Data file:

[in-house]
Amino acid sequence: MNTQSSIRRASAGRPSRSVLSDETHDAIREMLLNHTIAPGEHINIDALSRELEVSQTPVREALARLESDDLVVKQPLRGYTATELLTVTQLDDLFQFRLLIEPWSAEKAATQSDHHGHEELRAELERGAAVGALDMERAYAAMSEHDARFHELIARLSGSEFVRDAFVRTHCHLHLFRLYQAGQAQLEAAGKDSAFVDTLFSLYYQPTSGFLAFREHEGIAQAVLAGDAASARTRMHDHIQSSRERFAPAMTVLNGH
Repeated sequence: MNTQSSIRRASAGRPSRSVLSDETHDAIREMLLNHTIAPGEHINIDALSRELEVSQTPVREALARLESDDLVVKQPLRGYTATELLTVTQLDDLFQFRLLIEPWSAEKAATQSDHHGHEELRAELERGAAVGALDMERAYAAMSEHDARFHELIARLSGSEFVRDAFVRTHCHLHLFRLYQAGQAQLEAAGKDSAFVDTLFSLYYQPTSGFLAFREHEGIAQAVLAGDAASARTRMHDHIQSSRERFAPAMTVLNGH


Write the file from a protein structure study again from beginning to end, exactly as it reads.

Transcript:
[in-house]
Amino acid sequence: MNTQSSIRRASAGRPSRSVLSDETHDAIREMLLNHTIAPGEHINIDALSRELEVSQTPVREALARLESDDLVVKQPLRGYTATELLTVTQLDDLFQFRLLIEPWSAEKAATQSDHHGHEELRAELERGAAVGALDMERAYAAMSEHDARFHELIARLSGSEFVRDAFVRTHCHLHLFRLYQAGQAQLEAAGKDSAFVDTLFSLYYQPTSGFLAFREHEGIAQAVLAGDAASARTRMHDHIQSSRERFAPAMTVLNGH
Repeated sequence: MNTQSSIRRASAGRPSRSVLSDETHDAIREMLLNHTIAPGEHINIDALSRELEVSQTPVREALARLESDDLVVKQPLRGYTATELLTVTQLDDLFQFRLLIEPWSAEKAATQSDHHGHEELRAELERGAAVGALDMERAYAAMSEHDARFHELIARLSGSEFVRDAFVRTHCHLHLFRLYQAGQAQLEAAGKDSAFVDTLFSLYYQPTSGFLAFREHEGIAQAVLAGDAASARTRMHDHIQSSRERFAPAMTVLNGH